SAN FRANCISCO — Google unveiled a surprise shakeup of its top management on Thursday, announcing that co-founder Larry Page would replace Eric Schmidt as chief executive of the Internet giant in April.

Schmidt, who has served as Google's high-profile CEO for a decade, would remain with the Mountain View, California-based company as executive chairman, focusing on partnerships, customers and government outreach, Google said.

Schmidt, 55, will also act as an advisor to Page, 37, who served as CEO previously, from 1998 to 2001, and Google's other co-founder, Sergey Brin, Google said in a statement.

Google said Brin, also 37, will work on strategic projects and new products, what he described in a conference call with financial analysts as his "personal passions."

Google said the management changes would take effect on April 4.

"Day-to-day adult supervision no longer needed!" Schmidt said in a message on his Twitter feed @ericschmidt.

The unexpected shakeup in the "triumvirate" at the top at Google overshadowed the company's announcement of its fourth quarter results.

Google said net profit rose to $2.54 billion in the fourth quarter from $1.97 billion in the same quarter a year ago while revenue climbed 26 percent to $8.44 billion over a year ago.

Technology bloggers and analysts were uncertain what exactly to make of the management shakeup at the company which dominates the search engine market but has been coming under pressure from social networking rivals such as Facebook.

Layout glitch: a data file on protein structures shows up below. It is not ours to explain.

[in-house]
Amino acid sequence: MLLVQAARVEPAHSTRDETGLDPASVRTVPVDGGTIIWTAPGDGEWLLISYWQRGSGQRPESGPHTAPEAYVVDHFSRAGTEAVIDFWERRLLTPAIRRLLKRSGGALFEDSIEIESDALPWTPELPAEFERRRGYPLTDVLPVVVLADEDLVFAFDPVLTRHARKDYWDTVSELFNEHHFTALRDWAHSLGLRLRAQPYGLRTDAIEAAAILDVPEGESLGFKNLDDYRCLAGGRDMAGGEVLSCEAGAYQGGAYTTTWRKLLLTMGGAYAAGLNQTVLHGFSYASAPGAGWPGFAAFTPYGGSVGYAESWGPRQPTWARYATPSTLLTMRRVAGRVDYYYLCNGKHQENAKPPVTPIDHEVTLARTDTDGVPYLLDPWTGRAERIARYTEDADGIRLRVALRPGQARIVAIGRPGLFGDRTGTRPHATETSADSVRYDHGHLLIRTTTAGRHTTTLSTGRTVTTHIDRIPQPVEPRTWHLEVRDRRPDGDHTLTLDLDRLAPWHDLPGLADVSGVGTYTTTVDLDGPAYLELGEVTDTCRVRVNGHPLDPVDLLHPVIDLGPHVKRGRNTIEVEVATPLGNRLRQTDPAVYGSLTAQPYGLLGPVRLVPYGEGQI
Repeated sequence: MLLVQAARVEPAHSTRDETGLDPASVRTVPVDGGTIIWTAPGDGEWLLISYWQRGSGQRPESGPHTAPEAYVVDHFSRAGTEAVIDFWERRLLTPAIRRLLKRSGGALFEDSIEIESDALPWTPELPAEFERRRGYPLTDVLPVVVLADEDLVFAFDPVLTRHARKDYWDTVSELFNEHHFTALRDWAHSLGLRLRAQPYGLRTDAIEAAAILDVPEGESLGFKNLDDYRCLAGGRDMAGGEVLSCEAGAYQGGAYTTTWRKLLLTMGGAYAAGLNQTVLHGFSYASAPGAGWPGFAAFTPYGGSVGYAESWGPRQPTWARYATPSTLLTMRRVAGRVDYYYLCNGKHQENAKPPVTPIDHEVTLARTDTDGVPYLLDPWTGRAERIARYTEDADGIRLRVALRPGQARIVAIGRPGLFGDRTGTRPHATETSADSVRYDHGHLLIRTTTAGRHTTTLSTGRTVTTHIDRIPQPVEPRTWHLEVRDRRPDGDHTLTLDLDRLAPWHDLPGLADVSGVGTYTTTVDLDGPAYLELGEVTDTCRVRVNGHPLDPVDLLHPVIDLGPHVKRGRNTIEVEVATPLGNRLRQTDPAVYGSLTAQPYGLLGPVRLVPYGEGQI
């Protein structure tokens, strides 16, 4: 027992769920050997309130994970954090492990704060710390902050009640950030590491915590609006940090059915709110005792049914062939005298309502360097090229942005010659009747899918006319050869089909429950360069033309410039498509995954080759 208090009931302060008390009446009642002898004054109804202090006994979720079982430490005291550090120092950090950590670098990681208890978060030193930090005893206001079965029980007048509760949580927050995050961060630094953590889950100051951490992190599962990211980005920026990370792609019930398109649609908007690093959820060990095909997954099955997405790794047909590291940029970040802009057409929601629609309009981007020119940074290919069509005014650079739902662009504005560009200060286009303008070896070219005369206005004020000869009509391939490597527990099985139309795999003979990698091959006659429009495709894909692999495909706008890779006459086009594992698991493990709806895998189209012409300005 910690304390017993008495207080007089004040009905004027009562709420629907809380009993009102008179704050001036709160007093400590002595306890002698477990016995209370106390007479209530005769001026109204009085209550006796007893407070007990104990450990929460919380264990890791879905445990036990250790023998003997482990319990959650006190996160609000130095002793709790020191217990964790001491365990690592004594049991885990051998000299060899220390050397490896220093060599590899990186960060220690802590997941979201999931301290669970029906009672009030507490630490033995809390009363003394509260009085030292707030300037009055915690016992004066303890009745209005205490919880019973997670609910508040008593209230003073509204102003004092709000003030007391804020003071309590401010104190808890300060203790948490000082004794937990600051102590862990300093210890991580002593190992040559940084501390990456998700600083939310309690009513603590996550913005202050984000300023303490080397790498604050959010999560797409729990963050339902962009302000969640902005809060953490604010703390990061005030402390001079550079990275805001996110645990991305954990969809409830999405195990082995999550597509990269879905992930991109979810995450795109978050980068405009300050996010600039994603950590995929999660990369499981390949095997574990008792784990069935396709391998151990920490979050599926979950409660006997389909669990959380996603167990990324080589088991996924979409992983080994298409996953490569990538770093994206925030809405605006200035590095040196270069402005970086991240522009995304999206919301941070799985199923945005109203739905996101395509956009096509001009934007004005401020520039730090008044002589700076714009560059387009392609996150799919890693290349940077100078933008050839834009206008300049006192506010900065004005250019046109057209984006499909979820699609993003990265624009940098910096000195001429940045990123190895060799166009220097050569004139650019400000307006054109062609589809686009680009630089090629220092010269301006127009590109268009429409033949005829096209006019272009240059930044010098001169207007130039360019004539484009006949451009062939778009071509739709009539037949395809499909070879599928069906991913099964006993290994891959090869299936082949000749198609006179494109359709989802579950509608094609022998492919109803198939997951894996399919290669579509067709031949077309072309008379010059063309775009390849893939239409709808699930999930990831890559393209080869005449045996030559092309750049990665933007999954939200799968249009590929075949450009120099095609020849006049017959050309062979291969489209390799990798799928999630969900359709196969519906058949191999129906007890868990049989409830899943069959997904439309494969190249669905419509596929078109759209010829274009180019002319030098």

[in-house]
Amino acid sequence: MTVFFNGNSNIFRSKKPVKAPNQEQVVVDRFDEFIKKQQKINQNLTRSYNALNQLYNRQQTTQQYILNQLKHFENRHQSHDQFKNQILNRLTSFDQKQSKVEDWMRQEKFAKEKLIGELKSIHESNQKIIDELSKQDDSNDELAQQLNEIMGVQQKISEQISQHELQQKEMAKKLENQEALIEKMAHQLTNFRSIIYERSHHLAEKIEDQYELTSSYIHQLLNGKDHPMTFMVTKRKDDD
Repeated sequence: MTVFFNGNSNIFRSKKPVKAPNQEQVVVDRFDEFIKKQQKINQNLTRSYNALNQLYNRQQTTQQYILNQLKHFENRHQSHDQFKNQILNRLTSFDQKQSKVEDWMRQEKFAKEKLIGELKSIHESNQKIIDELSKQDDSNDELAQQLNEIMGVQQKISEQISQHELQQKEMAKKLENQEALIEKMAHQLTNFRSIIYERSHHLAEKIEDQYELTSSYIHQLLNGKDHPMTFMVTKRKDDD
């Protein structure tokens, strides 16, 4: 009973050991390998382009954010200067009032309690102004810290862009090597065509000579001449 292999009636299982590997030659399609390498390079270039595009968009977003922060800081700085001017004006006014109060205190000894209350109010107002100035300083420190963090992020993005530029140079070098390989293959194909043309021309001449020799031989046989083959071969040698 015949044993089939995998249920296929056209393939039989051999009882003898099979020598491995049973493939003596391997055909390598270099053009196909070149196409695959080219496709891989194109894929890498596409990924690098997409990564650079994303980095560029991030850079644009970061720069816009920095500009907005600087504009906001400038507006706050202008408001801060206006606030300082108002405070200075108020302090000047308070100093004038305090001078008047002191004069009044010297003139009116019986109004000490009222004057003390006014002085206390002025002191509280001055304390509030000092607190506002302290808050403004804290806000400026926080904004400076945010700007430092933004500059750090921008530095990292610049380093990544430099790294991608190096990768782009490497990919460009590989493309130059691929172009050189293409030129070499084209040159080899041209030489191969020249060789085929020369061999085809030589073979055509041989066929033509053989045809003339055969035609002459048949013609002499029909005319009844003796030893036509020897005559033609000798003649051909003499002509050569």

Danny Sullivan, editor-in-chief of technology blog, said Google's "probably overdue for a major management reorganization."

"The structures between the three have remained exactly the same over the past 10 years -- which might as well be 100 years of Internet time," he said in a blog post.

"It could be that Schmidt wants a break from being the main public face of the company," he said.

Sullivan noted that Schmidt had come in for criticism for awkward recent statements which had been "harmful to Google's reputation" and the three top executives may have decided "it was time for a fresh public face."

John Battelle, author of "The Search," a book about Google and technology rivals, said: "Eric has been at it for a decade, a very long time to be running a company, particularly one that has very headstrong founders in key positions of power."

"I think it's fair to say that Larry Page will not be a conventional CEO -- he's not been much of a public figure for the past ten years," Battelle added on his blog,

"It will be interesting to see if that changes, or if Page chafes at the relentless public demands of running a massively scrutinized public company."

Schmidt, in a blog post, said: "Larry, Sergey and I have been talking for a long time about how best to simplify our management structure and speed up decision making."

"For the last 10 years, we have all been equally involved in making decisions," he said.

"This triumvirate approach has real benefits in terms of shared wisdom, and we will continue to discuss the big decisions among the three of us.

"But we have also agreed to clarify our individual roles so there?s clear responsibility and accountability at the top of the company," Schmidt said.

"Larry, in my clear opinion, is ready to lead," he said. "Larry, Sergey and I have worked exceptionally closely together for over a decade -- and we anticipate working together for a long time to come."

Page praised Schmidt for an "outstanding job leading Google for the last decade.

"There is no other CEO in the world that could have kept such headstrong founders so deeply involved and still run the business so brilliantly," he said.

"Eric is a tremendous leader and I have learned innumerable lessons from him. His advice and efforts will be invaluable to me as I start in this new role," he said.

Google shares were up 1.96 percent to $639.05 in after-hours electronic trading after the strong earnings results and management shakeup were announced.